MILAN -- Ferrari's search for a new leader of the same standing as Louis Camilleri will be a challenging task for the Italian brand, just as it looks to roll out new hybrid models and its first ever SUV.
CEO Camilleri, 65, retired with immediate effect citing personal reasons late on Thursday, after being in the role for nearly two and a half years. Chairman John Elkann, the scion of Italy's Agnelli family, will lead the company on an interim basis while a permanent successor is found.
Camilleri's exit comes at an unfortunate time for the company. He was leading Ferrari's ongoing effort to expand its vehicle lineup to hybrid technology and also the use of its brand, without undermining the exclusivity that supported its premium pricing and profit.
The company is often seen by analysts and investors as a luxury goods maker rather than an automotive specialist and last year it launched a plan to enhance its brand through new apparel and accessories, entertainment offers, and luxury products and services for clients.
Ferrari expects this brand strategy might contribute around 10 percent of its profitability in the next seven to 10 years.
Intesa Sanpaolo analyst Monica Bosio said finding a successor "capable of managing Ferrari's peculiar business model, facing at the same time Ferrari's current issues in F1," was no easy task and his retirement also occurs "in a technological transition phase" to electric vehicles.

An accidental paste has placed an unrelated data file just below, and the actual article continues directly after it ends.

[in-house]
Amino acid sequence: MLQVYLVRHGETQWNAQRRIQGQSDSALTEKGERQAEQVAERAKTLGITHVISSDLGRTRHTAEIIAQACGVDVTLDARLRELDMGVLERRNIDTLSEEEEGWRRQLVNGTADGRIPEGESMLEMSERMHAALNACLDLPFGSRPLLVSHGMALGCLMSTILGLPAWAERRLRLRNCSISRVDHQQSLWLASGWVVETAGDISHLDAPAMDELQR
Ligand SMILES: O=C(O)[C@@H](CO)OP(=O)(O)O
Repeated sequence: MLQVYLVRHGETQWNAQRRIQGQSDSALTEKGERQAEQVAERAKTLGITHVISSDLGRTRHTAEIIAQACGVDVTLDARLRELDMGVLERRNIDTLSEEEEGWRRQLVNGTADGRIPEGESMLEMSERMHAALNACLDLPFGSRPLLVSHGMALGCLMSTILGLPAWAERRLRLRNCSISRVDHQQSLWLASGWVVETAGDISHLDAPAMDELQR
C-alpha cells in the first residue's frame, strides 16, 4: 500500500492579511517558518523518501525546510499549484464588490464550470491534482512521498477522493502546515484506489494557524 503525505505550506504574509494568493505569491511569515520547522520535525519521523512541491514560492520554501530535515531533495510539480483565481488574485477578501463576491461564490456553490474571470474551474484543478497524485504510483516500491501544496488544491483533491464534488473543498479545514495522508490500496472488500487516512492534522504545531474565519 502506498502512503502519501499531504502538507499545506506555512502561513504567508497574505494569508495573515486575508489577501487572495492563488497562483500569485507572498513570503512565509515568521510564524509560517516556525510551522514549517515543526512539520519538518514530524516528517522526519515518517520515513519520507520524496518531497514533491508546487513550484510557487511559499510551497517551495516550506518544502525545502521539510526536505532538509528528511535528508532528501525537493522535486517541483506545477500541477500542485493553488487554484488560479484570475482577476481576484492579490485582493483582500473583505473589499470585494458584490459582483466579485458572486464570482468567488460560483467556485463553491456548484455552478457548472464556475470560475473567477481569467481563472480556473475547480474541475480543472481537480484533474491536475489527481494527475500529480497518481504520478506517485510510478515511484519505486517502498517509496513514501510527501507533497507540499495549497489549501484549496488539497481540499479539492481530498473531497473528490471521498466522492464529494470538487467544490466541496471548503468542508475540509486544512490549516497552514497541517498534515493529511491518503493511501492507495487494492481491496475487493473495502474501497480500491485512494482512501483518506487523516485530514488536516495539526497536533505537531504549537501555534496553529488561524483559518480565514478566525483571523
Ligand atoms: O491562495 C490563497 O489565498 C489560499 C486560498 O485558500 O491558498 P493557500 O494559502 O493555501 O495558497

Ferrari have not won an F1 championship race all year and are in 6th place currently, with one race to go, heading for the team's worst performance since 1980.
Camilleri was appointed to lead Ferrari in July 2018 after the sudden death of former CEO Sergio Marchionne. During his tenure, Ferrari was one of the best performing auto stocks, as demand for its high-performance cars remained strong despite the coronavirus pandemic.
Under his leadership, Ferrari shares rose around 50 percent and have hit record levels, with those listed on Milan bourse touching an all-time high of 182.95 euros ($221.70) last month.
Citi analysts said whoever replaces Camilleri would inherit a "significant legacy."
"At the same time, Ferrari faces perhaps the biggest upheaval in its history with a number of questions around the deliverability of 2022 profit targets and more pertinently navigating the launch of the PuroSangue SUV and negotiating the transition to zero carbon emissions," Citi said.
Ferrari has pledged that 60 percent of its vehicle sales will be hybrid by 2022, but has ruled out a full-electric model for now.
But according to analysts Ferrari, which customers love for its engine roar, could struggle to retain its leadership in the long term, when silent full-electric motors are set to rule in the market and traditional powertrains are progressively banned around the world.
According to a company source, Camilleri, 65, had suffered health problems, which made it necessary for him to be hospitalized for COVID-19 in recent weeks. He is now recovering at home, but his illness was not the cause of his decision to retire, the source said.
Camilleri also resigned as executive chairman of Philip Morris International (PMI), the Marlboro maker said separately.
Names of possible candidates emerged Friday in the Italian press.
A spokesman for F1 dismissed rumors that the former head of Ferrari's racing team and ex-Lamborghini chief Stefano Domenicali could take Camilleri's role, saying he was looking forward to starting his new job as F1 CEO on Jan. 1 as planned.
Besides Domenicali, Italian media cited former Vodafone CEO Vittorio Colao, Apple CFO Luca Maestri and Apple's former Chief Design Officer Jonathan Paul Ive as possible candidates.
The appointment of Camilleri's s replacement was unlikely to be rushed. "It will take the appropriate time," a source close to the matter told Reuters.